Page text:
It seems like this week¿s theme is slightly contradicting of last weeks. Week 4 was all about making firm decisions without stressing too much about the planning process, whereas this week it seems that the emphasis is placed more heavily on the planning process and making a strong business models and strategies. In Mondays lecture we discussed Porter¿s Generic Strategies and how they might affect the decisions and overall well being of our firms in the long run. Peter seems to speak riddles sometimes and he did a great job at confusing us on whether or not the best option in Mike¿s Bikes is to differentiate our market segmentation or focus in and specialise on one area. This was a point in which our team debated much on before agreeing on a strategy I can not reveal in this journal.
This week¿s readings were mainly reemphasising the theme of Mondays lecture, and elaborated further into the idea of business strategy and how valuable a sound business model can be to an organisation. Kim and Mauborgne (2002), discuss the importance of using a strategy canvas to understand your industries strategy profile by gaining better awareness of which factors affect your competition. This is a tool I know my group will find useful as we will eventually end up tailoring our strategy to deal with how our competition is behaving. I found the example of Cirque du Soleil in Kim and Mauborgne¿s article (2004) about blue ocean strategies to be quite compelling. It makes sense that by creating your own industry and demand outside or within a current industry you can become more successful. This is a concept our group will have to explore greatly and hopefully learn how to potentially create our own blue ocean strategy in Mike¿s Bikes. The final reading by Magretta (2002) further insisted on the importance of crafting a business model, because it tells a story about your organisation and also assists in strategic planning. An effective business model is something my team has yet to draw up, however, after reading this article It will now appear on the top of our priority list.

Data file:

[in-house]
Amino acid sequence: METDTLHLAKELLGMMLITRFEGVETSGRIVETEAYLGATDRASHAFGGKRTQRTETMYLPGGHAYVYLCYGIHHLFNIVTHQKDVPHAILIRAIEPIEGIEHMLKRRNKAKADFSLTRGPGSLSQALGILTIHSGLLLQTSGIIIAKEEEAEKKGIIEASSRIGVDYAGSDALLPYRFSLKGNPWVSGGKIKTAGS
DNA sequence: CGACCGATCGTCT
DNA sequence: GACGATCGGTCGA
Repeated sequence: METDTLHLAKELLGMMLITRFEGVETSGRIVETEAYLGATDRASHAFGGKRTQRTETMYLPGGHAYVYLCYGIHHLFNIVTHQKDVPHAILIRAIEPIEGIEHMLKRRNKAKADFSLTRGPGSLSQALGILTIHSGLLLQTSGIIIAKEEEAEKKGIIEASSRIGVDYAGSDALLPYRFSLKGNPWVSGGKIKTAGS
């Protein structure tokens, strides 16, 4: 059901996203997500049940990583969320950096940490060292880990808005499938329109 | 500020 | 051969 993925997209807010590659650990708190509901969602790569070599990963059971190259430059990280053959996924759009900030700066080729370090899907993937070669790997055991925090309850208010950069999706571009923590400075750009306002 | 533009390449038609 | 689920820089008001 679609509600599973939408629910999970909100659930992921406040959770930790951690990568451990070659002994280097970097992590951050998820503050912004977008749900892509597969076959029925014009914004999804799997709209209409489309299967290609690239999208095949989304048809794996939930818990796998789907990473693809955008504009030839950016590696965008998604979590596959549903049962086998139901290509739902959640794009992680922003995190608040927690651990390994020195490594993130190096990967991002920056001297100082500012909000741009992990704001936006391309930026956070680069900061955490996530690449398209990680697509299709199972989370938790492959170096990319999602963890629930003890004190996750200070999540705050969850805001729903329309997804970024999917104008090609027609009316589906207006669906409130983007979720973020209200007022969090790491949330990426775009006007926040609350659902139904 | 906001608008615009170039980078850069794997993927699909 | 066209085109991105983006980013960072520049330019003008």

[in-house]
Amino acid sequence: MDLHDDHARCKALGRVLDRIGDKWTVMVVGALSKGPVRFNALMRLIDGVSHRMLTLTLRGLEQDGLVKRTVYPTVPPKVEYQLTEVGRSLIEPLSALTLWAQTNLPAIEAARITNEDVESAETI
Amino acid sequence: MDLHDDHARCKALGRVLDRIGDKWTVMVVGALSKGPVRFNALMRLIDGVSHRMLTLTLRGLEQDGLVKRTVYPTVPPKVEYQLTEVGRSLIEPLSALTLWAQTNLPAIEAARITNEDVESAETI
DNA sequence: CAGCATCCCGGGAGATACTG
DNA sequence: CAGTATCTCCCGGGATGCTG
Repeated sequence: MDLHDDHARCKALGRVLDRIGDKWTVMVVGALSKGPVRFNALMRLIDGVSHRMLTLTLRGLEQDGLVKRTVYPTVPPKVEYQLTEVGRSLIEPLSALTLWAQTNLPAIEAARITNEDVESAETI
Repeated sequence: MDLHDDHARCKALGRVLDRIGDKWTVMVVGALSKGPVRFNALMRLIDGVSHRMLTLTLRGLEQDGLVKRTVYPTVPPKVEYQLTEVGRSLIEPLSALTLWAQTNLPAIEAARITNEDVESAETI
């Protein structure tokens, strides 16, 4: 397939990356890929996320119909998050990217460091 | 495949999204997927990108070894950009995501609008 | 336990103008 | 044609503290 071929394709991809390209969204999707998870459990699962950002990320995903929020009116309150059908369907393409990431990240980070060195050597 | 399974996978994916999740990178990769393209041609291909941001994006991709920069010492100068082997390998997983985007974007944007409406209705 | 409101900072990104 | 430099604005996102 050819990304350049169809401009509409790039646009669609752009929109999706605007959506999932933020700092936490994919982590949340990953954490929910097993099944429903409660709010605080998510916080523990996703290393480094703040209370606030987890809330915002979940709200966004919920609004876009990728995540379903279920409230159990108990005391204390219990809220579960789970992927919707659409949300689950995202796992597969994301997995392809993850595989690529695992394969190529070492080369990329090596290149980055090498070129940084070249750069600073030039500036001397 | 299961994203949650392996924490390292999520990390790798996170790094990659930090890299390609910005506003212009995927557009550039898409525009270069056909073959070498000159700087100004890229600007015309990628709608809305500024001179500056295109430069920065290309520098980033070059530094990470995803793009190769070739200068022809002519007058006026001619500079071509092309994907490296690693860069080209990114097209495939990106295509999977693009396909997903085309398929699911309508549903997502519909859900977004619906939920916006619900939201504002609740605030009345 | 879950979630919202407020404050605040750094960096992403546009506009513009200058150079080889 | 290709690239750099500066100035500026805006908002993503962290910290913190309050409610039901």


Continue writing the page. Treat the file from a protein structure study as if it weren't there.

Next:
My Mike¿s Bikes team is becoming more and more efficient at working with each other, and the main thing I have learnt from the team this week is the value of knowing our particular roles. We have a very communal way of discussing and making decisions, however sometimes it would be more beneficial if we all stuck to our roles so we could provide more specific advise relating to those areas.
Kim, W. C. & Mauborgne, R. (2002). Charting your company¿s future. Harvard Business Review, 80(6), 76--83
Kim, W. C. & Mauborgne, R. (2004). Blue ocean strategy. Harvard Business Review, 82(10), 75--84
Magretta, J. (2002). Why business models matter. Harvard Business Review, 80(5), 86--92